Kitchens Meals
Photo Credit: Breadline Africa

Breadline Africa has provided ingredients to community-based kitchens and ECDs which has supported more than 3 million meals for vulnerable adults and young children.


South Africa (24 November 2021) – Hunger remains a primary social issue in South Africa, with 11% of the population without adequate access to food. For many households, families do not know how and when their next meal will land on the table, and for millions of children, school meals are often the only source of nutrition. Since the start of COVID-19 lockdown, Breadline Africa has provided ingredients to community-based kitchens and ECDs which has supported more than 3 million meals for vulnerable adults and young children across South Africa.

Breadline Africa has been working with under-resourced communities in South Africa for the past 28 years, converting shipping containers into functional classrooms, libraries and kitchens. While a key focus is improving the infrastructure at early childhood development (ECD) centres, pre-, and primary schools, Breadline Africa has supported 44 successful feeding projects across 85 communities to help alleviate the hunger experienced by many families since the pandemic began.

Breadline Africa, one of the biggest suppliers of converted shipping containers for poverty relief in Southern Africa, has provided more than 700 containers to poverty-stricken communities since its establishment in 1993.

“COVID-19 and lockdown has exacerbated hunger and food insecurity in under-resourced communities. Many adults have lost their work or seen a decrease in their income, making it more challenging to provide for their families,” says Marion Wagner, director of Breadline Africa. “Consequently, childhood hunger has increased by 50% since early 2020.”

“Many families are increasingly reliant on government grants and community-based feeding programmes to get their food,” says Wagner.

“It is important for us to ensure that while we focus on improving educational infrastructure, we cannot ignore hunger ,” says Wagner. “Children are not able to fully focus on their work and learning on an empty stomach. This is where our nutritional feeding partners, along with community feeding programmes, play such an important role.”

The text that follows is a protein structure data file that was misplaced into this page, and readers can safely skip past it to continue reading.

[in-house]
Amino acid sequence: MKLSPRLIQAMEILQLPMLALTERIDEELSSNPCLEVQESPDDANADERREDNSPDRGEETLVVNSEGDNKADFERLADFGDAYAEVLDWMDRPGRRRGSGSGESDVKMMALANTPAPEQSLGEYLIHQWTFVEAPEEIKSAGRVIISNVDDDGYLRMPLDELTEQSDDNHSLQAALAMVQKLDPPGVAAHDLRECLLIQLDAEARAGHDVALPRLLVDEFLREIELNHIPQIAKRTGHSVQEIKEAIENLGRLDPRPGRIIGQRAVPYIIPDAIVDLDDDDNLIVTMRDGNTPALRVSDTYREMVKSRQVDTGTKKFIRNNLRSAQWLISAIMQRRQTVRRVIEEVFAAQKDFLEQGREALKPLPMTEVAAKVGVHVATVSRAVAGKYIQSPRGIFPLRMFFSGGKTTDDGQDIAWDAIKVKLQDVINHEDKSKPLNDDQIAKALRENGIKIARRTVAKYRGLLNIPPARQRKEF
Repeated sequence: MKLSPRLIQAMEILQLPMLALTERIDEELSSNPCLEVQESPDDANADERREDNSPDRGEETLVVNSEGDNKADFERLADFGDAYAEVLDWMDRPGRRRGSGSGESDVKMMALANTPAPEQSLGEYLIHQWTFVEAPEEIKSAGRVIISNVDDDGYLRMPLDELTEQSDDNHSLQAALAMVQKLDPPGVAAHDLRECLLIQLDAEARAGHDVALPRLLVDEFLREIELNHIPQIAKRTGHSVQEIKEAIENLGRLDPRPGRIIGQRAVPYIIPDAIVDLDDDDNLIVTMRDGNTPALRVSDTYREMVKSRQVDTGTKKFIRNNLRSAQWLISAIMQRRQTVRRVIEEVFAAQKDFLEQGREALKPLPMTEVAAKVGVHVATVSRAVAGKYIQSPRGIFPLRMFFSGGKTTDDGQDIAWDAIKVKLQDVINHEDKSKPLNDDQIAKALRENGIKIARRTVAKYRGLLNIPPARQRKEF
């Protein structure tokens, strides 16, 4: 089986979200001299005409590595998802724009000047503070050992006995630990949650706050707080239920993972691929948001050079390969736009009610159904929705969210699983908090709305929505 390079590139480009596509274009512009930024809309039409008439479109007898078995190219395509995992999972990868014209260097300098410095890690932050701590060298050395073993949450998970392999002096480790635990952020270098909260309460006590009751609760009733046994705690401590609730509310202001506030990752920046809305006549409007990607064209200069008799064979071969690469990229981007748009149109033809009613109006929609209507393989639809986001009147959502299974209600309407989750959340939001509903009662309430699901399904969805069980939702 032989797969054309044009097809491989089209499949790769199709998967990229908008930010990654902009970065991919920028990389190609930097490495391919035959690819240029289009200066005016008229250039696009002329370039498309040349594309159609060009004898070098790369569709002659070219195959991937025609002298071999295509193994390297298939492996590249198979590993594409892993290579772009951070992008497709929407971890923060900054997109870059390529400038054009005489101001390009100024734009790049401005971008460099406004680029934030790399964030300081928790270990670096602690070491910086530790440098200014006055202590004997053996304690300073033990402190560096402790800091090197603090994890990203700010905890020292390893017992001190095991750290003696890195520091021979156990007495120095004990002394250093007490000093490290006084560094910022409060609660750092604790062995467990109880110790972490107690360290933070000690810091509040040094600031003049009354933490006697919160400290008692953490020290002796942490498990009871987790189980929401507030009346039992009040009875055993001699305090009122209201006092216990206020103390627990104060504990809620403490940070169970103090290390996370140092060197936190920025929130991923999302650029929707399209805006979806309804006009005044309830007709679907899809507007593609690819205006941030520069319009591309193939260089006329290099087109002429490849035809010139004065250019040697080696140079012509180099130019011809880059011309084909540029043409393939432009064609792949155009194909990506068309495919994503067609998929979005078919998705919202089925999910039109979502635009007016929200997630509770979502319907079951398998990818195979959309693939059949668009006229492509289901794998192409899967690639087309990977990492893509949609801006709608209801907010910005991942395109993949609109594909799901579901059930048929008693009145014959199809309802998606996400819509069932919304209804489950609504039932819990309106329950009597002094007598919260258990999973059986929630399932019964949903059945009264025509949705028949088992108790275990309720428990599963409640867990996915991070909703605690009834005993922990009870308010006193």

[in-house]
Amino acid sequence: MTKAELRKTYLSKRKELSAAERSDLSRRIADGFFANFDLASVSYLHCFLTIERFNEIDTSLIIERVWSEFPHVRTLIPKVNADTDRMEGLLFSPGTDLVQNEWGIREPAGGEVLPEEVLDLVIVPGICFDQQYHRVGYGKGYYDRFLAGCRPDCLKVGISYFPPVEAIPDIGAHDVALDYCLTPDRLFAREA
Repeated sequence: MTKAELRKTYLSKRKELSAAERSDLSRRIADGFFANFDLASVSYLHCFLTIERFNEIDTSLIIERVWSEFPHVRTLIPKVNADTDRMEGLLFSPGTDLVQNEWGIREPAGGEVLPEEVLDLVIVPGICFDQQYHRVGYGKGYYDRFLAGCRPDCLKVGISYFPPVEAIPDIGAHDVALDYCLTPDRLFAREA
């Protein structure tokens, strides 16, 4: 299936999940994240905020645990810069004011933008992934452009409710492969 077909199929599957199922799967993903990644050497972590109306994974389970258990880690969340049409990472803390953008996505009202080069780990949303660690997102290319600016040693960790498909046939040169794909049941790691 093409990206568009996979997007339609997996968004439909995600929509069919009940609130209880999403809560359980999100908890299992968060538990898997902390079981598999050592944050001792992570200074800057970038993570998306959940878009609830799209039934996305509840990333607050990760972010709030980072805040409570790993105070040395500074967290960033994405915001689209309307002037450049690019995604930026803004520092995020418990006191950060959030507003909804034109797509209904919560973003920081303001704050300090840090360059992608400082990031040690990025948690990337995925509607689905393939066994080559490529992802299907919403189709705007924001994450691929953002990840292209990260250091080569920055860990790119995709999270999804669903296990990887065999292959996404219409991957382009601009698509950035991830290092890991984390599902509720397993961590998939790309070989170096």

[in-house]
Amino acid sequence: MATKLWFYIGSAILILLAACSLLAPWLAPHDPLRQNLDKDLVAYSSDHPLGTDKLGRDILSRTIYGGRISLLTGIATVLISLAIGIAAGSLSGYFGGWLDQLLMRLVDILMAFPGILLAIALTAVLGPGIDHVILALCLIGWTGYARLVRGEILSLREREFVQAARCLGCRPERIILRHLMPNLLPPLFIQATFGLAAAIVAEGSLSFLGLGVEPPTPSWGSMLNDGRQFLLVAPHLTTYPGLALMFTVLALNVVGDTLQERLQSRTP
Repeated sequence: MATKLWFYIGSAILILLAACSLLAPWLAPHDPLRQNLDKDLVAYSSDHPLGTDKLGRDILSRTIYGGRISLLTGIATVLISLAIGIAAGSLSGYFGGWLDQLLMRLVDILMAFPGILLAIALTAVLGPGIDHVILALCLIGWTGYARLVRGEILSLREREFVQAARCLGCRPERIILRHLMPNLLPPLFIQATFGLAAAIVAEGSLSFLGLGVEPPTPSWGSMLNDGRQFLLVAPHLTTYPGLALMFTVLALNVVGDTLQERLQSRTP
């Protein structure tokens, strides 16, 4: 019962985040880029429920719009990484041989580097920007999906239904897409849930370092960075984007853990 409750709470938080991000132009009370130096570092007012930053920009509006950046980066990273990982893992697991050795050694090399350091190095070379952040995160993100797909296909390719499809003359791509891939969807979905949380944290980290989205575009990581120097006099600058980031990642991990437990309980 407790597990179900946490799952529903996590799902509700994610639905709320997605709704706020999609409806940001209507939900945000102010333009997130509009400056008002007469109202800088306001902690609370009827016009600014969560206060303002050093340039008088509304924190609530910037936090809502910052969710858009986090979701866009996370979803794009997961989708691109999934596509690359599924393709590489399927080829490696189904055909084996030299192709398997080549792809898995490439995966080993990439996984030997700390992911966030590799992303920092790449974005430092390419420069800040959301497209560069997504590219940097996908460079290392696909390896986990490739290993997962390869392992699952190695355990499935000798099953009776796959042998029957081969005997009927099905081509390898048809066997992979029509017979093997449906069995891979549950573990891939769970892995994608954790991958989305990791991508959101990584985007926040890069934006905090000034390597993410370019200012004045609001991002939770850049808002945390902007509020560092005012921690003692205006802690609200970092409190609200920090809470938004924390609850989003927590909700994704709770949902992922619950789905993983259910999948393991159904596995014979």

While the inability to focus on schoolwork may be a short-term issue, hunger and malnutrition can have long-term impacts on a child’s development. Even a slight nutritional deficiency can impair motor and cognitive development, affecting how a child may acquire social and physical skills over time. According to the World Health Organisation (WHO), inadequate nutrition is the most direct cause of stunted growth in children.

Before COVID-19, one in four children under the age of five were stunted for their age due to inadequate nutrition and not getting enough food and nutrients for healthy growth and development. However, following the pandemic’s start, one in six households reported that their children went hungry due to a lack of food. This increases the risk of stunted growth and impaired development. “For all of our beneficiaries, a well-equipped kitchen and food supplies ensure that children can get at least one nutritious meal while at school,” says Wagner.

“As an organisation, we have made our commitment to the sustainable development goals (SDGs), especially working together towards ‘Zero Hunger,’ SDG 2,” says Wagner.

To continue providing for 12,000 meals a week and placing another 117 feeding kitchens over the next few years, we need the support of individual and corporate donors. Benefits include tax certificates, enterprise development points, immediate social and environmental impact and branding opportunities, even for partial donations. .”

To find out more about Breadline Africa and their feeding programmes, visit

To support Breadline Africa, donations can be made to the following account:

Investec Bank Limited

Account no: 10012399069

Branch code: 580105


Sources: Breadine Supplied
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Tyler Leigh Vivier is a writer for Good Things Guy.

Her passion is to spread good news across South Africa with a big focus on environmental issues, animal welfare and social upliftment. Outside of Good Things Guy, she is an avid reader and lover of tea.

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